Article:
0
Original Research: INTERSTITIAL LUNG DISEASE |

Mycophenolate Mofetil Is Safe, Well Tolerated, and Preserves Lung Function in Patients With Connective Tissue Disease-Related Interstitial Lung Disease*

Jeffrey J. Swigris, DO, MS; Amy L. Olson, MD; Aryeh Fischer, MD; David A. Lynch, MD; Gregory P. Cosgrove, MD; Stephen K. Frankel, MD; Richard T. Meehan, MD; Kevin K. Brown, MD
Author and Funding Information

*From the Autoimmune Lung Center (Drs. Swigris, Cosgrove, Frankel, and Brown); the Department of Rheumatology (Drs. Fischer and Meehan); and the Department of Radiology (Dr. Lynch), National Jewish Medical and Research Centers, Denver, CO. Division of Pulmonary Sciences (Dr. Olsen), University of Colorado Health Sciences, Denver, CO.

Correspondence to: Jeffrey J. Swigris, DO, MS, Interstitial Lung Disease Program, National Jewish Medical and Research Center, 1400 Jackson St, Molly Blank J229, Denver, CO 80206; e-mail: swigrisj@njc.org



Chest. 2006;130(1):30-36. doi:10.1378/chest.130.1.30
Text Size: A A A
Published online

Background: Interstitial lung disease (ILD) frequently complicates connective tissue diseases (CTDs). Glucocorticoids and immunomodulatory agents are regarded as mainstays of therapy for CTD-related ILD; however, apart from those studies that have evaluated certain medications for patients with scleroderma, few studies have been performed. In this study, our objectives were to examine the safety and tolerability of mycophenolate mofetil (MMF) and to determine its impact on lung function in patients with CTD-ILD.

Methods: In this retrospective observational study, we analyzed patients at our center who ever received MMF for CTD-ILD. We examined the frequency and severity of side effects associated with MMF and used longitudinal data analytic methods to determine the ability of MMF to maintain lung function over time.

Results: Twenty-eight patients were treated with MMF over 35.9 patient-years. The most common underlying CTD diagnosis was scleroderma (n = 9). The most common reason for initiating MMF was an adverse effect of a prior immunomodulatory agent. Six patients had clinically significant side effects related to MMF; all resolved with dose reduction. Compared to before MMF, the mean daily prednisone dose while patients were receiving MMF was lower (10 mg/d vs 15 mg/d, p = 0.09). In addition, since starting MMF, the average percentage of predicted forced vital capacity (FVC), average percentage of predicted total lung capacity, and average percentage of predicted diffusing capacity of the lung for carbon monoxide for the cohort increased by 2.3%, 4.0%, and 2.6%, respectively

Conclusion: MMF appears to be safe and well tolerated in patients with CTD-ILD. Larger-scale studies are needed to further evaluate the efficacy of MMF in this patient population.

Figures in this Article

Sign In to Access Full Content

MEMBER & INDIVIDUAL SUBSCRIBER

Want Access?

NEW TO CHEST?

Become a CHEST member and receive a FREE subscription as a benefit of membership.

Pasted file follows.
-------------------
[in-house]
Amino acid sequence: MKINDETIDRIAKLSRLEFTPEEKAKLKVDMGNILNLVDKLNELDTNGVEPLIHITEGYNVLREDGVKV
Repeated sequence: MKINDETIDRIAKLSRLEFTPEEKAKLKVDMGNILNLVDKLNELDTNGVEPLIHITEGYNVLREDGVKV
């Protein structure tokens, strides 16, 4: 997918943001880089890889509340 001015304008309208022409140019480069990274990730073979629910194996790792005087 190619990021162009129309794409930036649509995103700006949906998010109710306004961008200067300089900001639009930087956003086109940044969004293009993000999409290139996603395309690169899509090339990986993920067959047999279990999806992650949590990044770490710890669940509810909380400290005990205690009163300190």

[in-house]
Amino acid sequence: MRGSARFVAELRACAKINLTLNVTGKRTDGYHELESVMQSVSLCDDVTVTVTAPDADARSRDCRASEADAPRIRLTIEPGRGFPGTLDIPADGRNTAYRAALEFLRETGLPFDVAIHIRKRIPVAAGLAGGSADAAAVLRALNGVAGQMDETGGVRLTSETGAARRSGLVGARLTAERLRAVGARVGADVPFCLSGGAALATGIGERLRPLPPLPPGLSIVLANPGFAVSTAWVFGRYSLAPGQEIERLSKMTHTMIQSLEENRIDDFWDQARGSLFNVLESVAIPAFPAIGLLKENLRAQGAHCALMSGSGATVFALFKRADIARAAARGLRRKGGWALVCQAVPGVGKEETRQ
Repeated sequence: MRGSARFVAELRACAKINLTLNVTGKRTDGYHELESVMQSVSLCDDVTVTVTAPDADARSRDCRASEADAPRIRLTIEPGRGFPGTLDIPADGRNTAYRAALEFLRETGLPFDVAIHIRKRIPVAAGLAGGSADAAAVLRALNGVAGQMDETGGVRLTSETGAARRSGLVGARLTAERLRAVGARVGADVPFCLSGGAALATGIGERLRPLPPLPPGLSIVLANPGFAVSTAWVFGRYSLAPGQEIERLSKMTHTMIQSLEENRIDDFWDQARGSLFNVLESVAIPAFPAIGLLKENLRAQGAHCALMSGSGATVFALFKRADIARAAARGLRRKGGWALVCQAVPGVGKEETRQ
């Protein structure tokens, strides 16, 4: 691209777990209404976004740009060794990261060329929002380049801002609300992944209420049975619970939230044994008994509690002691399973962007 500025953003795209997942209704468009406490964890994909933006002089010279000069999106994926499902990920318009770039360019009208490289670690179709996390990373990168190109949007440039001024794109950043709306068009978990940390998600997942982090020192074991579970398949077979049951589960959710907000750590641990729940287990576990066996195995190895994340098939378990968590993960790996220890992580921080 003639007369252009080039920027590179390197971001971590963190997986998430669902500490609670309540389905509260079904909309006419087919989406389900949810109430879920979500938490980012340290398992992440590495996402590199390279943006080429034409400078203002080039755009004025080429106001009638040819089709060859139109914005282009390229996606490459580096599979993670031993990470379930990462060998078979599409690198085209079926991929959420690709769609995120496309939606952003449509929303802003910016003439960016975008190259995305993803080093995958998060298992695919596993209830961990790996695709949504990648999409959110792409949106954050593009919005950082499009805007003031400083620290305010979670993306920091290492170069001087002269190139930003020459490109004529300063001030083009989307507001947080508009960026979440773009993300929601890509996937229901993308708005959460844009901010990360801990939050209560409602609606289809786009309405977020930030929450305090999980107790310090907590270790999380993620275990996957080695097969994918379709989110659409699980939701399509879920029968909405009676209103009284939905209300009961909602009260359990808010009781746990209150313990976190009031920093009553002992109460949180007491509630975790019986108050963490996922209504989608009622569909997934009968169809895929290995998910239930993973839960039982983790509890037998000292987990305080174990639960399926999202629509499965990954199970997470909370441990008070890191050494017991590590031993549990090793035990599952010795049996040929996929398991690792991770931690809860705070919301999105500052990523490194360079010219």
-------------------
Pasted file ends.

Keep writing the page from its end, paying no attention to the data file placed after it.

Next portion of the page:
Individuals can purchase this article on ScienceDirect.

Individuals can purchase a subscription to the journal.

Individuals can purchase a subscription to the journal or buy individual articles.

Learn more about membership or Purchase a Full Subscription.

INSTITUTIONAL ACCESS

Institutional access is now available through ScienceDirect and can be purchased at myelsevier.com.

Sign In to Access Full Content

MEMBER & INDIVIDUAL SUBSCRIBER

Want Access?

NEW TO CHEST?

Become a CHEST member and receive a FREE subscription as a benefit of membership.

Individuals can purchase this article on ScienceDirect.

Individuals can purchase a subscription to the journal.

Individuals can purchase a subscription to the journal or buy individual articles.

Learn more about membership or Purchase a Full Subscription.

INSTITUTIONAL ACCESS

Institutional access is now available through ScienceDirect and can be purchased at myelsevier.com.

Figures

Tables

References

NOTE:
Citing articles are presented as examples only. In non-demo SCM6 implementation, integration with CrossRef’s "Cited By" API will populate this tab (http://www.crossref.org/citedby.html).

Some tools below are only available to our subscribers or users with an online account.

Sign In to Access Full Content

MEMBER & INDIVIDUAL SUBSCRIBER

Want Access?

NEW TO CHEST?

Become a CHEST member and receive a FREE subscription as a benefit of membership.

Individuals can purchase this article on ScienceDirect.

Individuals can purchase a subscription to the journal.

Individuals can purchase a subscription to the journal or buy individual articles.

Learn more about membership or Purchase a Full Subscription.

INSTITUTIONAL ACCESS

Institutional access is now available through ScienceDirect and can be purchased at myelsevier.com.

Related Content

Customize your page view by dragging & repositioning the boxes below.

CHEST Journal Articles
PubMed Articles
  • CHEST Journal
    Print ISSN: 0012-3692
    Online ISSN: 1931-3543